The State of Our Oceans: Environmentalist outlines climate woes at UC San Diego lecture

"Visualize a beautiful planet," advised Eve Simmons — environmental activist, keynote speaker, green blogger and consultant to both the California legislature and San Diego Fish & Wildlife. "And save our Earth 'cause it's the only planet in the universe with chocolate candy!" she added with a smile.

Simmons insists she's an eternal optimist, but she can also tell you about 100 things that are going deadly wrong with the planet that will raise the hairs on your head.

"We have about a dog's life left until we hit global environmental disaster," she warned, turning to her serious side. "Yet, we have to be optimistic! It's best if we look upon the environmental crisis as a challenge or an opportunity!"

Simmons spoke about "The State of Our Oceans" as a guest of UC San Diego, July 5, in the Humanities & Social Science building. She started off by pointing out what she called the shameful voting record in America.

"Less than 60 percent of our population votes," Simmons told the crowd gathered for the free lecture. "In the last election, 15 million people who call themselves environmentalists did not vote! That's not good because the politicians who make our laws only listen to the people that cast a vote, that's how they keep their jobs.

"If you care at all about the environment, you have to get out there and vote. In addition, it is very important to follow up with e-mails and phone calls to your representatives."

At this point, Simmons launched into a mind-boggling list of things going wrong with the planet. The first is the supersized storms we've been experiencing, which she said are are driven by climate change ... and we are facing a future of even more devastating weather events.

Hurricane Katrina (2005), for instance, killed almost 2000 people and caused $125 billion in losses, she reported. Hurricane Sandy (2012) killed another 233 people and caused losses of $69 billion. In the Philippines, in 2013, Typhoon Haiyan killed 6,000 people with damages at $4.5 billion.

Another glaring problem, Simmons said, is the warming trend at the Poles. In both the Arctic and Antarctic, global warming is causing massive amounts of ice to melt, leading to rising oceans. Antarctic ice loss, for example, has tripled since 1990. In the Arctic, the permafrost covering the tundra is melting and releasing large amounts of methane gas into the atmosphere, which further contributes to the Greenhouse gas effect.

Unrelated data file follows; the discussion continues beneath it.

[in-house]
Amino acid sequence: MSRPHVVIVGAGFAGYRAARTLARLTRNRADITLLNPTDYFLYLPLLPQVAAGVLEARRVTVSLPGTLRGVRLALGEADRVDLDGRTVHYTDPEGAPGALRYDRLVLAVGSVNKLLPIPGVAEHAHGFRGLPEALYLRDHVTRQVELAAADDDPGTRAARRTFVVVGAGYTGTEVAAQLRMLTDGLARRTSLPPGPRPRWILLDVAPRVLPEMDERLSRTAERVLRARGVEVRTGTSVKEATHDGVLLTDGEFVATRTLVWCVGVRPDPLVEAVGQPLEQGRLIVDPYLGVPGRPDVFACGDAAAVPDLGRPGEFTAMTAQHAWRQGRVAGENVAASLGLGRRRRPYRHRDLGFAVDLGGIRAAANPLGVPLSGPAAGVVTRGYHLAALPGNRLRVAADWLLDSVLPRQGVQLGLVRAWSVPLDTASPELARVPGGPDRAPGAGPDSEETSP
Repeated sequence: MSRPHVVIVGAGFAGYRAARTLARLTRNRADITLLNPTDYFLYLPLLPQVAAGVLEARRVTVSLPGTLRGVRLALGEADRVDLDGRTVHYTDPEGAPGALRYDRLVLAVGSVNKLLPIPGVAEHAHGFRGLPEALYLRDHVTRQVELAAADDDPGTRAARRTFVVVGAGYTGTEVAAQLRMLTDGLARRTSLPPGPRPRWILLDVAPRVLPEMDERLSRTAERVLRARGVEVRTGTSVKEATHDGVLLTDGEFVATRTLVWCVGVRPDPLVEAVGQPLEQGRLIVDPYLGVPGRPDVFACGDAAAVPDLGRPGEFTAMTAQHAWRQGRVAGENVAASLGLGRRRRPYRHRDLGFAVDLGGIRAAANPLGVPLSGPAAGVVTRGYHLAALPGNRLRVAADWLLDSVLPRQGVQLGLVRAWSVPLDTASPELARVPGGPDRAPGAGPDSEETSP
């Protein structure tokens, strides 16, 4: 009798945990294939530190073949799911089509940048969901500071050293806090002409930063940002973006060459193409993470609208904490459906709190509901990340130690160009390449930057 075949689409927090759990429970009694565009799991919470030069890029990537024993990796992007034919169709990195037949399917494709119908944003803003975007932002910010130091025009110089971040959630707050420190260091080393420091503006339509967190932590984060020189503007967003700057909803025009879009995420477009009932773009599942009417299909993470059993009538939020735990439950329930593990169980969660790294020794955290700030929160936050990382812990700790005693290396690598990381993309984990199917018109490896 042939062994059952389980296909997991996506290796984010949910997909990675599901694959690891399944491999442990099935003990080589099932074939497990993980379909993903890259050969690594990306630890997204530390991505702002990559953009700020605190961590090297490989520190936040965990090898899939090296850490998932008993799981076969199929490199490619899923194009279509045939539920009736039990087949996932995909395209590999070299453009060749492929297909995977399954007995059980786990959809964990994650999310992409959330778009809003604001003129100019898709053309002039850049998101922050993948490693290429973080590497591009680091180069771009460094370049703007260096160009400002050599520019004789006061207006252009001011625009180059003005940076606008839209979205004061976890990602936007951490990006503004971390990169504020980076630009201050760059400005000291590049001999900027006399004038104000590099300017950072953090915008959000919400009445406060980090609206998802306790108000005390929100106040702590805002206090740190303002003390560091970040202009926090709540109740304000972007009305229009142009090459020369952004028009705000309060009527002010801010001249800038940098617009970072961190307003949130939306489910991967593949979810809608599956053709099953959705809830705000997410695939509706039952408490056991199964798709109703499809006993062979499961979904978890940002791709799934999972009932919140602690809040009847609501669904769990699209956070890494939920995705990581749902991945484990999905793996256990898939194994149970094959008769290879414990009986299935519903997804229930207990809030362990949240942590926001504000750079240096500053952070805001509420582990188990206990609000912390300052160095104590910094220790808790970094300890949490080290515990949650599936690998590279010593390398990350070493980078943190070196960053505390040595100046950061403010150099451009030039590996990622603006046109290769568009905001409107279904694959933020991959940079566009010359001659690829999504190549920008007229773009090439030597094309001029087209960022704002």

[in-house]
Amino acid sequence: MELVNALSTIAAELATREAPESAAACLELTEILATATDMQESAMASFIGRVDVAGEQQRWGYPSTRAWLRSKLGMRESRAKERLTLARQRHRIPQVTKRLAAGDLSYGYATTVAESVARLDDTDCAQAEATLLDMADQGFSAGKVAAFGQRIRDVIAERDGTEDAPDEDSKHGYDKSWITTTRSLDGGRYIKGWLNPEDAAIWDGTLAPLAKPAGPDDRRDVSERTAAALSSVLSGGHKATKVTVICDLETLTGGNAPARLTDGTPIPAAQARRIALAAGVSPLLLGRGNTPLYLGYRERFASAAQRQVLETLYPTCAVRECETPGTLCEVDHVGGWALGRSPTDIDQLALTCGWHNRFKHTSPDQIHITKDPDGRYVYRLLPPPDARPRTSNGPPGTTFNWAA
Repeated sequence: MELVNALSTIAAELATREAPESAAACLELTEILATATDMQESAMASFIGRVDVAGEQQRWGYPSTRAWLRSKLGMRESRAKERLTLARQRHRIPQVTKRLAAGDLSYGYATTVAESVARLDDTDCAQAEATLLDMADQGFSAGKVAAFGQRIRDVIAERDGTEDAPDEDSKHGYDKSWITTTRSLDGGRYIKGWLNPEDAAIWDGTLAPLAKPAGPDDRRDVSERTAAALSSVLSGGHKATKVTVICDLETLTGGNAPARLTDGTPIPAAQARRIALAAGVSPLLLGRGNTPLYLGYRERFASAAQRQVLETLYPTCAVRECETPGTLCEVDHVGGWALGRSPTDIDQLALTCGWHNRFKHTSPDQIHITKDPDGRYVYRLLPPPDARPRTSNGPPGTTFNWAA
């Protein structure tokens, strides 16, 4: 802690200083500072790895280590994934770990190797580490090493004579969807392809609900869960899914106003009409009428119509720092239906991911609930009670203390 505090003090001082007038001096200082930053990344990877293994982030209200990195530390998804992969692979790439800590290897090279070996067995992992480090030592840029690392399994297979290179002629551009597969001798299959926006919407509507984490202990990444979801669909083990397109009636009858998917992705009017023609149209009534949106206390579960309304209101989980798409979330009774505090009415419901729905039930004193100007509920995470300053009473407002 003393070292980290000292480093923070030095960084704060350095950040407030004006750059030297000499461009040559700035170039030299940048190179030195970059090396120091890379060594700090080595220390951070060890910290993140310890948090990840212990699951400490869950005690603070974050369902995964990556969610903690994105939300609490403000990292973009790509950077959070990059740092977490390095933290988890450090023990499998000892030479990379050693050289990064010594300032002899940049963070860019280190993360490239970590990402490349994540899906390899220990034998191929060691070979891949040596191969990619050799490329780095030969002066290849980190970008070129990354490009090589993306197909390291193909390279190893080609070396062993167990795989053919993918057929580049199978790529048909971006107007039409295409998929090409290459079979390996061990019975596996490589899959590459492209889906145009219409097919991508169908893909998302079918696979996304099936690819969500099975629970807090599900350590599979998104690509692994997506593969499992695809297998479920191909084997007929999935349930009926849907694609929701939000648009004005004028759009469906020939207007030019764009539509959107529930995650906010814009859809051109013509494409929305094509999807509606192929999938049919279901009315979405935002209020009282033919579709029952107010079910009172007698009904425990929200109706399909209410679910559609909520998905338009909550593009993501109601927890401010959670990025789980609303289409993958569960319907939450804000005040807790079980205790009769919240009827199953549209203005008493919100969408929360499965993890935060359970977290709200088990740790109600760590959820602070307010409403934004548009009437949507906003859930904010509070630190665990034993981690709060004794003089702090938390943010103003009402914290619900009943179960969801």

Simmons said warmer conditions in the Arctic are also affecting the jet streams — the generally westerly winds that blow across the continents. The jet streams are starting to slow down causing unusual weather. Minnesota, for instance is experiencing more hot days than ever, but no record cold days.

She reported that water temperature in our oceans is also on the rise because the seas are absorbing carbon dioxide and heat from the atmosphere. Here in La Jolla, the ocean temperature has risen 1.8 degrees on average.

"Our changing habitats are also leading to a loss of species," she said. The prediction? "Extinction of up to half of the world's population of plants and animals by the year 2050."

Simmons said massive starfish die-offs are going on, and added that seahorses are also at risk, as are Atlantic puffins, krill (the chief food of whales), sardines and anchovies. Sea turtles may be extinct in 10-20 years. Within our lifetime, we may witness the depletion of fish as a food source in the oceans.

She reported that there are now five garbage gyres circling around in the world's oceans — not just the one most know about in the mid-Pacific. Plastic in the oceans now outnumbers sea life on a 6 to 1 ratio, she said.

Coral reefs, too, are in decline. Some 33 percent of the Great Barrier has died out: "and it's been suggested reefs are worth $1 million a day in tourist revenue, in places like Hawaii. Yet the United States only spends about 10 percent of that amount on their protection, management and restoration," she said.

In sunny San Diego we aren't helping things, Simmons said: "San Diego is the only city on the West Coast that allows the discharge of 'partially treated' sewage into the ocean." She identified two local problems that need fixing:

• pollution from large cargo ships, which also carries and releases invasive species with their water ballast;

• the (at least) 43 leaks in the 27 operating oil platforms off the California coast (the states of Washington and Oregon have none).

"It is imperative that we take action," she said. "As a society, we should divest from fossil fuels and invest in clean electricity, solar power, wind power, geothermal steam, tidal, and wave power. We can be totally fueled by these alternative sources within 20 years.

"Don't buy any more gas engine cars. Buy an electric car or a hybrid. And don't buy anymore plastic water bottles. Get a metal container and use a refill station. Please stop using plastic drinking straws, which the City of Seattle recently banned. Carry eco-friendly bamboo utensils for use when you go out to eat, and eat only locally grown, in season, organic foods."

— You can read Simmons' environmental blogs at TheGreenFlash.org and she tweets at @Eve_Simmons

Copyright © 2018, La Jolla Light